Today, we bring you the long-awaited return of Jeet Heer! (May it be a harbinger of things to come.) Yes, our Canadian friend is back with a thorough and revealing look at the newly re-published and expanded edition of the first volume of The Complete Crumb Comics. Here's an excerpt:
The Complete Crumb Comics Volume One: The Early Years of Bitter Struggle, a 1987 book now republished in an expanded edition, gathers together the earliest surviving examples of the great cartoonist’s juvenilia taking him from age 14 or 15 to 18 years old. The high school scribbler that we meet in these pages is a very callow Crumb indeed: Crumb before he had sex, Crumb before he dropped acid, Crumb before he was adopted as a hero of the counterculture, Crumb before he honed his satirical stance on modern life, Crumb before he became the most radical, polarizing and influential cartoonist of the late 20th century. Yet in the lanky and awkward body of the teenage Crumb we can see the outlines of the substantial artist he would become.
Dylan Horrocks, the man from New Zealand, is back again, too, of course, with another day of a week in his life. This time around, he struggles with writing a book review. I wish he would stay and keep doing these diaries forever.
Over the barricades, life is stirring. First, the Eisner award nominations were announced yesterday. You can see the list here. Based on a fairly casual appraisal, it seems to be a relatively solid list as these things go, aside from a few exceedingly odd titles and names conspicuous by their absence (cough cough Love and Rockets). In any case, congratulations to all the nominees.
Terry Gilliam gave an interview to Vulture about a new Monty Python app (or something) and spent a surprising amount of its time talking about comics, from his problems with England ("The first thing that bothered me was that the English didn’t have a tradition of comic books here.") to superhero movies ("Irony comes to play here: I’m stuck in England while Hollywood is doing what I wanted to do 30 years ago. [...] But they’re becoming repetitive for me. I’m getting bored with them, frankly. I just want to see something different. What I loved about comic books is that comic books were outsider art, and so they could say and do things that were much more punchy. But that’s not what Marvel is up to at the moment.") to Moebius ("Extraordinary stuff! Beautiful looking, funny, sharp, sci-fi on a level that you really want to work at."), among other things.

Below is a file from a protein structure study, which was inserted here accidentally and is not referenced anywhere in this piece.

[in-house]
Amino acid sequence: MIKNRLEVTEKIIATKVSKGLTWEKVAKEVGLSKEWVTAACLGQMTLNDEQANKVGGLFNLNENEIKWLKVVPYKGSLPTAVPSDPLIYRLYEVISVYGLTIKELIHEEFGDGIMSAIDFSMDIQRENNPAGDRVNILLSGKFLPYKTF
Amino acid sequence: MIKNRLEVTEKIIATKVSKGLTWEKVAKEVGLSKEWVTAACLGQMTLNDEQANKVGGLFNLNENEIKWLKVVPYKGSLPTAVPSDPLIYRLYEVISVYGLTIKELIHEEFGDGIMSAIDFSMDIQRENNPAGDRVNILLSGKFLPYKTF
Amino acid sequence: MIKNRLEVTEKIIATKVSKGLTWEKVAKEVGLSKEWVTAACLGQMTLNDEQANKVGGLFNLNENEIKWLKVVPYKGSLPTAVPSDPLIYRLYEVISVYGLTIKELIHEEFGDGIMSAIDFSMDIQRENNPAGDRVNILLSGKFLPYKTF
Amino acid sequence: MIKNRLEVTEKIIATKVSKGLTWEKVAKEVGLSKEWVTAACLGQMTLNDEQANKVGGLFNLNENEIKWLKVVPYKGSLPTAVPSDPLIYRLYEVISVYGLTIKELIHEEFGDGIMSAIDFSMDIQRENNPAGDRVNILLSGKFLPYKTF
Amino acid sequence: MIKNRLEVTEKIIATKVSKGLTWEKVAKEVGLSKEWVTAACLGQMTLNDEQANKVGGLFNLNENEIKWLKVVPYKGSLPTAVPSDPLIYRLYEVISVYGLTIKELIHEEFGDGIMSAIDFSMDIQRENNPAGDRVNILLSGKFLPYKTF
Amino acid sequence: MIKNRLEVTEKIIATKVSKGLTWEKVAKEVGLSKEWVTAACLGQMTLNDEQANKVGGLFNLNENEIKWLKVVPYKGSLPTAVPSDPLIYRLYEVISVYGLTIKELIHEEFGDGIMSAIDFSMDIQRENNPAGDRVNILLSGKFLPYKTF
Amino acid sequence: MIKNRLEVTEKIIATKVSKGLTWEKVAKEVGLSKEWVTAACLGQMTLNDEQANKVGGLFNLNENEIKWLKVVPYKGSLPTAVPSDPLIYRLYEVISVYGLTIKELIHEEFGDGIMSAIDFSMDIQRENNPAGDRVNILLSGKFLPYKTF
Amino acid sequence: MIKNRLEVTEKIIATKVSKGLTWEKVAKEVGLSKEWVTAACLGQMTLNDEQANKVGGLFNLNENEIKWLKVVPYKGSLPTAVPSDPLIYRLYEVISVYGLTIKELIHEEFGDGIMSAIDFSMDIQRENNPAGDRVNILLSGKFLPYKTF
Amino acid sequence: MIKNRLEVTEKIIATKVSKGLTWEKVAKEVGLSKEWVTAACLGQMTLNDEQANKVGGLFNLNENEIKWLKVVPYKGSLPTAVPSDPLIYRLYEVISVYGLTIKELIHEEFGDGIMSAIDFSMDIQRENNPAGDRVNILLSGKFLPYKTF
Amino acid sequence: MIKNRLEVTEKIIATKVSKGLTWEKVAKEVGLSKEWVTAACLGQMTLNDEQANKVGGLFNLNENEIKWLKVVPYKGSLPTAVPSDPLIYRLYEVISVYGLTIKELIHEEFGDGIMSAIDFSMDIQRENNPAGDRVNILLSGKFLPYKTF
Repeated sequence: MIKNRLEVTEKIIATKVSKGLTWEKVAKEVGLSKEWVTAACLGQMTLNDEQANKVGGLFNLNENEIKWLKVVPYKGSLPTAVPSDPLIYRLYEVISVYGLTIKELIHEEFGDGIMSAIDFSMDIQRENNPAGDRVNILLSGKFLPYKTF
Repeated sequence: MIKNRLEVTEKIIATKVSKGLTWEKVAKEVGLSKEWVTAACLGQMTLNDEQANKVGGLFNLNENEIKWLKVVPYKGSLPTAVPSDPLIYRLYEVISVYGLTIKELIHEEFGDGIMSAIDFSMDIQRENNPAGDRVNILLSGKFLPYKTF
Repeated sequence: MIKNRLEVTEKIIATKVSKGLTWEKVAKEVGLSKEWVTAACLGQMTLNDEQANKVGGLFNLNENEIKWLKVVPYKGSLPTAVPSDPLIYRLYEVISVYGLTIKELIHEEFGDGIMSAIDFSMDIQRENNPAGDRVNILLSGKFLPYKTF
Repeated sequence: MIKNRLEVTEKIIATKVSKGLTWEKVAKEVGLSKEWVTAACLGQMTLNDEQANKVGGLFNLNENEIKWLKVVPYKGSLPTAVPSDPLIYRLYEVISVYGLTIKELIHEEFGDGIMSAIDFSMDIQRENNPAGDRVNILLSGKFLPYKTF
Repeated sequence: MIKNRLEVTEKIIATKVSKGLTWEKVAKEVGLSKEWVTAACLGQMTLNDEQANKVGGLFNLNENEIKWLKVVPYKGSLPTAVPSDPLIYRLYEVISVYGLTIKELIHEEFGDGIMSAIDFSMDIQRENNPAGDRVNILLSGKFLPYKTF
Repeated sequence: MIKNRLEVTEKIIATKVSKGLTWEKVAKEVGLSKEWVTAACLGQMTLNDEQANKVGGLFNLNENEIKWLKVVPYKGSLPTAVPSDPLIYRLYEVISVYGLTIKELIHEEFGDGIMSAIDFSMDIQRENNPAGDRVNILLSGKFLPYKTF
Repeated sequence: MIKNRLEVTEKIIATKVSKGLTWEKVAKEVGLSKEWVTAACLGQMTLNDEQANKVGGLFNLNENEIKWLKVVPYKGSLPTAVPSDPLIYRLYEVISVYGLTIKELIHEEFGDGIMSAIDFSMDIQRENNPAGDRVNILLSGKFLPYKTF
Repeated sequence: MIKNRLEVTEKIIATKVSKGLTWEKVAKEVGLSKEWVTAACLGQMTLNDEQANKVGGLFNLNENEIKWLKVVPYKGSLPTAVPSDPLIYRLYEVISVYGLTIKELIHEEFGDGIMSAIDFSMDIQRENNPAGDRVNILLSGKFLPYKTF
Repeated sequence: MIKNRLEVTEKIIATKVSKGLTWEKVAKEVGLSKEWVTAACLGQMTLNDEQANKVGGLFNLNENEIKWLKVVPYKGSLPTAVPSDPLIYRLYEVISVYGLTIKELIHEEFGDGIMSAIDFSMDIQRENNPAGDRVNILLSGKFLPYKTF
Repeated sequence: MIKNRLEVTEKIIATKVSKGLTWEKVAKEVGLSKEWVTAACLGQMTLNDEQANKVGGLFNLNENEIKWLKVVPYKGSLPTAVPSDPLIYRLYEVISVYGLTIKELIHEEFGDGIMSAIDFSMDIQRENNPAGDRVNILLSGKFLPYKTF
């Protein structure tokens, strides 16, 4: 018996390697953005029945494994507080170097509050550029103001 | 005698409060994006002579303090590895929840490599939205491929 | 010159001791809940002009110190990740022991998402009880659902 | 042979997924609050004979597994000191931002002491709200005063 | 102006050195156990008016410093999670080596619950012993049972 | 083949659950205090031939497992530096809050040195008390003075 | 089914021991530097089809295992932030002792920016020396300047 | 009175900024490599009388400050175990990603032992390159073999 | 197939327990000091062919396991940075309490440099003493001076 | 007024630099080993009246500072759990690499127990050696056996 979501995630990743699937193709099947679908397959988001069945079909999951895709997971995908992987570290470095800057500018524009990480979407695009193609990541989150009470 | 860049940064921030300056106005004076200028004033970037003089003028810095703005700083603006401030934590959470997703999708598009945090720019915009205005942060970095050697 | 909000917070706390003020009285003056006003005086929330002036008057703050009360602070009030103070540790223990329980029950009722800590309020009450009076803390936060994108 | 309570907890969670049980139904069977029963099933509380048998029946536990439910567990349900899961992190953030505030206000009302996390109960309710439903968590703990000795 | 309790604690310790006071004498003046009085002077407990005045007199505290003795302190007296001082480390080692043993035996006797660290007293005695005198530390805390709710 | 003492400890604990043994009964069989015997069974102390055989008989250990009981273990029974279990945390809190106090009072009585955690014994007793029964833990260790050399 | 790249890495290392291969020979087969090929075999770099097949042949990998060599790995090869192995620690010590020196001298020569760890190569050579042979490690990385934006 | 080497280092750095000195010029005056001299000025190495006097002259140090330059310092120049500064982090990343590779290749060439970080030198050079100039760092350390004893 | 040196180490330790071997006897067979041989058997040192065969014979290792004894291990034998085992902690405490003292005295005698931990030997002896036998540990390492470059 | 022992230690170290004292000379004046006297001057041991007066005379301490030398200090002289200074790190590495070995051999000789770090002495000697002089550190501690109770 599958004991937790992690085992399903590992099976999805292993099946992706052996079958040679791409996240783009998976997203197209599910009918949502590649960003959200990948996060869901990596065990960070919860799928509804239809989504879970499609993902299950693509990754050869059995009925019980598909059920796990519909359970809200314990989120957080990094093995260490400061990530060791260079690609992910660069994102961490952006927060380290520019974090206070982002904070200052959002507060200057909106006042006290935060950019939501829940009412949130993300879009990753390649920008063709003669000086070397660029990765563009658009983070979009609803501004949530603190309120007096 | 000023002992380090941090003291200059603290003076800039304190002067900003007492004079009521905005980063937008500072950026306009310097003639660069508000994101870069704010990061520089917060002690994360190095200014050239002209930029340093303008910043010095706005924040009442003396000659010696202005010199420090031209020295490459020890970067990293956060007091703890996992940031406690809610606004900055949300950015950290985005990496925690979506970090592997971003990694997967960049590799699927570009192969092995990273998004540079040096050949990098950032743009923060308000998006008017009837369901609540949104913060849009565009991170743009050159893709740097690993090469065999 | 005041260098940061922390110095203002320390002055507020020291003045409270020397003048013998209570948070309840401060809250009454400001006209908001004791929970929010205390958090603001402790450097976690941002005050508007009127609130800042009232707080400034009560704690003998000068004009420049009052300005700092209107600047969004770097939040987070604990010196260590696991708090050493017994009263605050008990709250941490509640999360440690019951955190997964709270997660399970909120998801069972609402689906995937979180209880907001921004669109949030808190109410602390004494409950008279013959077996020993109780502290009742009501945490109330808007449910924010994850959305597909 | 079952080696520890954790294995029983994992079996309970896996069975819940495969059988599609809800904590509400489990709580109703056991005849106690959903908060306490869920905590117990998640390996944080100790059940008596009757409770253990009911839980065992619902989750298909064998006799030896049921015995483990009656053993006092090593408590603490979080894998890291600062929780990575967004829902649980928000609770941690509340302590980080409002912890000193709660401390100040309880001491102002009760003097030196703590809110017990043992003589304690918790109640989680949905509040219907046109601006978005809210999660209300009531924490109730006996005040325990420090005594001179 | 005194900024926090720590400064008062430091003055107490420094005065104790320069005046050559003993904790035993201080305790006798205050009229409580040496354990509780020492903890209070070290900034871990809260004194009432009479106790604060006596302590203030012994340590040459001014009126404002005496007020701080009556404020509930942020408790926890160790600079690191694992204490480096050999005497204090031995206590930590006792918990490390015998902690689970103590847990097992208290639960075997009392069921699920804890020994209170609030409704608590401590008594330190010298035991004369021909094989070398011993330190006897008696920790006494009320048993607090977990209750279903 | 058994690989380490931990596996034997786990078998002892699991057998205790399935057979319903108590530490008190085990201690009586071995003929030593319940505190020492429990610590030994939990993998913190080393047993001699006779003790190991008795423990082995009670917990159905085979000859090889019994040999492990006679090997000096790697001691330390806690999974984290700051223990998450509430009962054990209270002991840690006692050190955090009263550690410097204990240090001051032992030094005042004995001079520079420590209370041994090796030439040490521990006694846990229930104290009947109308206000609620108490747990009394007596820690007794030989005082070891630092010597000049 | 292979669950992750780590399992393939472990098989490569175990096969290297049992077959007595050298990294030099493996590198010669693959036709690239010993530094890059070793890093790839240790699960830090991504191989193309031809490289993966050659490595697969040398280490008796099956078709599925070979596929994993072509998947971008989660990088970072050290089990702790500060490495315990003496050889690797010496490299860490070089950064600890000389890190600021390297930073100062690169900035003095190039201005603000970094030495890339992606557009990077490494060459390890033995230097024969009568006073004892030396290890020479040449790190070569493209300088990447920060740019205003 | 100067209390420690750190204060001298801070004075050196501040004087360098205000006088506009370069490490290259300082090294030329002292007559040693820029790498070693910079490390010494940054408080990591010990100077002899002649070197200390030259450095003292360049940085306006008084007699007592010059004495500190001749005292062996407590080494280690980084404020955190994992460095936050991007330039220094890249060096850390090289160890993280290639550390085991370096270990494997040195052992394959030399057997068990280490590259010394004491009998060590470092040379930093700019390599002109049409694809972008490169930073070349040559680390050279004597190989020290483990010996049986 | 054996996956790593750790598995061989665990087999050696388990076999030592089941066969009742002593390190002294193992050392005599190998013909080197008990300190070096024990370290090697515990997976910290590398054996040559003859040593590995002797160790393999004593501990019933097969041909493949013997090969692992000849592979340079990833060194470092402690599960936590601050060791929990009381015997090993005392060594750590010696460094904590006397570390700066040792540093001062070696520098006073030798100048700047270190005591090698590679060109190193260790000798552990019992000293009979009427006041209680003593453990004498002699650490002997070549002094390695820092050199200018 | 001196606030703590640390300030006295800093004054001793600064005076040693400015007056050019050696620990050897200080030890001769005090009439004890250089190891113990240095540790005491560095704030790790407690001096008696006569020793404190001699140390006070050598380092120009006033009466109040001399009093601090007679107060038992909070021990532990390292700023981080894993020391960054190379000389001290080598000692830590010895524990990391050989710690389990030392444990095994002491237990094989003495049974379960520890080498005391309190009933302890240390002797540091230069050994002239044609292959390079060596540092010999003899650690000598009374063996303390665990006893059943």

In McSweeney's, Robb Fritz has a long essay about the meaning of Snoopy. (via)
Journal columnists news update: Tucker Stone reviewed Derf's My Friend Dahmer for Comixology, and Frank Santoro is selling pages from Kramers Ergot 8.
Robin (Inkstuds) McConnell has an Emerald City Comicon photo-report up if you didn't get enough from Tom Spurgeon's earlier this week.
And finally (and only tangentially comics-related): Chip Kidd talks book design at TED: